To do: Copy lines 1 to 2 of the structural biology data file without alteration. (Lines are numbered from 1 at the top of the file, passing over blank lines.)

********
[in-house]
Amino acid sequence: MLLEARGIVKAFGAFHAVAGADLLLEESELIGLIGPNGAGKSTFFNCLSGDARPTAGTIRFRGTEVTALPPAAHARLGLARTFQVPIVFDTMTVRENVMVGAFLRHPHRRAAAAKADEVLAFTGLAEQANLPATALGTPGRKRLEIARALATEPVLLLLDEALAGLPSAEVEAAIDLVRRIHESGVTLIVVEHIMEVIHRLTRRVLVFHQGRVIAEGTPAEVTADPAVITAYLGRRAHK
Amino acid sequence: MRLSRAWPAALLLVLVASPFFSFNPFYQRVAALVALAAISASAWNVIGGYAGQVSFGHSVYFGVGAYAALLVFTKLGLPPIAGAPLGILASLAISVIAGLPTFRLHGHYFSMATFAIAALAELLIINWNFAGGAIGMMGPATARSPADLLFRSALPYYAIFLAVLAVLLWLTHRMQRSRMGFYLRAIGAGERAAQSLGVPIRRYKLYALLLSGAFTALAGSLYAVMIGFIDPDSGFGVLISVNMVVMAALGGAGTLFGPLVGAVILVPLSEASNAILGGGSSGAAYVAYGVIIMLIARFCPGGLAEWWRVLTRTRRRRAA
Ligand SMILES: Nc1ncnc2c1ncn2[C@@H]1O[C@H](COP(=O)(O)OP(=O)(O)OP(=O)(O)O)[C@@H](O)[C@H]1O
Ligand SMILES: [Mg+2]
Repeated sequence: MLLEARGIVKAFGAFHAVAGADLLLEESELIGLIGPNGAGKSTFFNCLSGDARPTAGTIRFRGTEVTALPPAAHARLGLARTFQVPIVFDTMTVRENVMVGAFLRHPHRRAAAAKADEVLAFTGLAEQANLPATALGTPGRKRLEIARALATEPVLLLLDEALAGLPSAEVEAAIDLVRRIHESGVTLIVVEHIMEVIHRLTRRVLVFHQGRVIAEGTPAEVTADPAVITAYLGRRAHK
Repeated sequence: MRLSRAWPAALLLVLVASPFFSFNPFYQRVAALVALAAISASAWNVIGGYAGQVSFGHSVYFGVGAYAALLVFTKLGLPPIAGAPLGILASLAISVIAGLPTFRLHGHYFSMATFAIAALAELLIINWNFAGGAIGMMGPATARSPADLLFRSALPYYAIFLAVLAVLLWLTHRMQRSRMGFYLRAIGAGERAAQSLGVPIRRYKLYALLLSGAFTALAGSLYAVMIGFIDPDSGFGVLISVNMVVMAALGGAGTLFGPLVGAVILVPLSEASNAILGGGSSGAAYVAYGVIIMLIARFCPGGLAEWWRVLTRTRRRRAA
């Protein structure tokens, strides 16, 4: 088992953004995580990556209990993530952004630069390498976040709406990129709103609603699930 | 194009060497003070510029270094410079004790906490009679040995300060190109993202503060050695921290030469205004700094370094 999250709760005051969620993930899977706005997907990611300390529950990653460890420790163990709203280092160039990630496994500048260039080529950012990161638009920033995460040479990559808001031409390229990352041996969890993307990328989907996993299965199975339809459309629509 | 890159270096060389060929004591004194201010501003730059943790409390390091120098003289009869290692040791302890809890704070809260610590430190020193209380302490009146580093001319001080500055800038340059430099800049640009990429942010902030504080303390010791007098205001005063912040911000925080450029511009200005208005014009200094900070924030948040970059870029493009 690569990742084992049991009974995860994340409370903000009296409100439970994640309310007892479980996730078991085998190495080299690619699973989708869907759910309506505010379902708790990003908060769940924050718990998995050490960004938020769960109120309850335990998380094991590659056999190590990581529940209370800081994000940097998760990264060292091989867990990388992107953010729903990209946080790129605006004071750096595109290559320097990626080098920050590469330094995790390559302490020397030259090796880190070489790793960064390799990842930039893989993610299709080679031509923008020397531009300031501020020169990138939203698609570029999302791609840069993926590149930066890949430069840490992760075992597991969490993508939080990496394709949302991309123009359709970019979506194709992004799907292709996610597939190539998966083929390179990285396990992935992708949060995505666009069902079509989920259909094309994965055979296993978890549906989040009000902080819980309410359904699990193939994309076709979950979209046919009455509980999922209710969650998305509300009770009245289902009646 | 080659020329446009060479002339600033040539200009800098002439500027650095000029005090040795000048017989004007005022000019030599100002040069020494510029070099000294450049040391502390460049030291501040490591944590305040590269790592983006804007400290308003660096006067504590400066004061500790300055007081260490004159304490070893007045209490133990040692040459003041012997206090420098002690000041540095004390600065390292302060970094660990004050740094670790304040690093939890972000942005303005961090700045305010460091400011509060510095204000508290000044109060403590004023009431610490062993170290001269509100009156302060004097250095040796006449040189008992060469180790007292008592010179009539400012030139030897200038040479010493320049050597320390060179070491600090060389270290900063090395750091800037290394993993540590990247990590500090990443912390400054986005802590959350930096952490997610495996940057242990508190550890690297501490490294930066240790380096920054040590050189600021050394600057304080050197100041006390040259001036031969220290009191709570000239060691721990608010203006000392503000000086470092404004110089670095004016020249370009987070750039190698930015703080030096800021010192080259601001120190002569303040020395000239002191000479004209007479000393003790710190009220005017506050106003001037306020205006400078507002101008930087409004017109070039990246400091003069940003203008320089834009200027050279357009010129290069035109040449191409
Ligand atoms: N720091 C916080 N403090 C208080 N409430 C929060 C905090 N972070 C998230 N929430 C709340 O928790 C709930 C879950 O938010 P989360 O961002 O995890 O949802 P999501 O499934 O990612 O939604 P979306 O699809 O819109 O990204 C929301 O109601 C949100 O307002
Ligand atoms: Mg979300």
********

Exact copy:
[in-house]
Amino acid sequence: MLLEARGIVKAFGAFHAVAGADLLLEESELIGLIGPNGAGKSTFFNCLSGDARPTAGTIRFRGTEVTALPPAAHARLGLARTFQVPIVFDTMTVRENVMVGAFLRHPHRRAAAAKADEVLAFTGLAEQANLPATALGTPGRKRLEIARALATEPVLLLLDEALAGLPSAEVEAAIDLVRRIHESGVTLIVVEHIMEVIHRLTRRVLVFHQGRVIAEGTPAEVTADPAVITAYLGRRAHK